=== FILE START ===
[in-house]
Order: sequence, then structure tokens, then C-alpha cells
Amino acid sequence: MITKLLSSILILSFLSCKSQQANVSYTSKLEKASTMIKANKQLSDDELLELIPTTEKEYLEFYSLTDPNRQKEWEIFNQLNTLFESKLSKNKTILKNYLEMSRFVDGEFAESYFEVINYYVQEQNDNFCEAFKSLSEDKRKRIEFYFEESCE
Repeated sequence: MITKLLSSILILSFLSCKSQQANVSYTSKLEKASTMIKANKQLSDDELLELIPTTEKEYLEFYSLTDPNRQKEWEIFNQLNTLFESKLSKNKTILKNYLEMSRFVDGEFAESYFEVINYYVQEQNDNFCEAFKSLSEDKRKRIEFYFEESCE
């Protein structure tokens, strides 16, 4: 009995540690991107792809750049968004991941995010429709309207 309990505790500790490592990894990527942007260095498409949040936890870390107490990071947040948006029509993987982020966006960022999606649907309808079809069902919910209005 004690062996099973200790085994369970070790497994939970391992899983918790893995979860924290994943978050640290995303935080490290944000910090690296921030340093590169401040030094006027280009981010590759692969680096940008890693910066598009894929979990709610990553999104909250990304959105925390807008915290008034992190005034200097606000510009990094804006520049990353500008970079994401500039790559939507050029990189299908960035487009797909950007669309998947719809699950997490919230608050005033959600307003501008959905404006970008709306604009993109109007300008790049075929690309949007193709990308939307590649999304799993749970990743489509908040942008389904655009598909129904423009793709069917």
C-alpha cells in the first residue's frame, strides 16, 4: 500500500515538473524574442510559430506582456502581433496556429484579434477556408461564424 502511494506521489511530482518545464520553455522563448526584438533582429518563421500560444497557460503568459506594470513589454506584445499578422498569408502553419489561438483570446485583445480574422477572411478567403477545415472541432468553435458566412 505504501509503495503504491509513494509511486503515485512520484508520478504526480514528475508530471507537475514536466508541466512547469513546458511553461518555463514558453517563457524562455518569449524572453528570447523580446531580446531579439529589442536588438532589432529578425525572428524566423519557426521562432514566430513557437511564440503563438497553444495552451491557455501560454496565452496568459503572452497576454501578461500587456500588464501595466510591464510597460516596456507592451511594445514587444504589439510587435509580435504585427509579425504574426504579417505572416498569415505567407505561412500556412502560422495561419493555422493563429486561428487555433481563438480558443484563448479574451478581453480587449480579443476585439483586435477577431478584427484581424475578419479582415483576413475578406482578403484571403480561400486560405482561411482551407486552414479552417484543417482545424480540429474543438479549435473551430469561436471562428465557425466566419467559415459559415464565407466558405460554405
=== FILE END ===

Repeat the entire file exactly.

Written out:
[in-house]
Order: sequence, then structure tokens, then C-alpha cells
Amino acid sequence: MITKLLSSILILSFLSCKSQQANVSYTSKLEKASTMIKANKQLSDDELLELIPTTEKEYLEFYSLTDPNRQKEWEIFNQLNTLFESKLSKNKTILKNYLEMSRFVDGEFAESYFEVINYYVQEQNDNFCEAFKSLSEDKRKRIEFYFEESCE
Repeated sequence: MITKLLSSILILSFLSCKSQQANVSYTSKLEKASTMIKANKQLSDDELLELIPTTEKEYLEFYSLTDPNRQKEWEIFNQLNTLFESKLSKNKTILKNYLEMSRFVDGEFAESYFEVINYYVQEQNDNFCEAFKSLSEDKRKRIEFYFEESCE
């Protein structure tokens, strides 16, 4: 009995540690991107792809750049968004991941995010429709309207 309990505790500790490592990894990527942007260095498409949040936890870390107490990071947040948006029509993987982020966006960022999606649907309808079809069902919910209005 004690062996099973200790085994369970070790497994939970391992899983918790893995979860924290994943978050640290995303935080490290944000910090690296921030340093590169401040030094006027280009981010590759692969680096940008890693910066598009894929979990709610990553999104909250990304959105925390807008915290008034992190005034200097606000510009990094804006520049990353500008970079994401500039790559939507050029990189299908960035487009797909950007669309998947719809699950997490919230608050005033959600307003501008959905404006970008709306604009993109109007300008790049075929690309949007193709990308939307590649999304799993749970990743489509908040942008389904655009598909129904423009793709069917």
C-alpha cells in the first residue's frame, strides 16, 4: 500500500515538473524574442510559430506582456502581433496556429484579434477556408461564424 502511494506521489511530482518545464520553455522563448526584438533582429518563421500560444497557460503568459506594470513589454506584445499578422498569408502553419489561438483570446485583445480574422477572411478567403477545415472541432468553435458566412 505504501509503495503504491509513494509511486503515485512520484508520478504526480514528475508530471507537475514536466508541466512547469513546458511553461518555463514558453517563457524562455518569449524572453528570447523580446531580446531579439529589442536588438532589432529578425525572428524566423519557426521562432514566430513557437511564440503563438497553444495552451491557455501560454496565452496568459503572452497576454501578461500587456500588464501595466510591464510597460516596456507592451511594445514587444504589439510587435509580435504585427509579425504574426504579417505572416498569415505567407505561412500556412502560422495561419493555422493563429486561428487555433481563438480558443484563448479574451478581453480587449480579443476585439483586435477577431478584427484581424475578419479582415483576413475578406482578403484571403480561400486560405482561411482551407486552414479552417484543417482545424480540429474543438479549435473551430469561436471562428465557425466566419467559415459559415464565407466558405460554405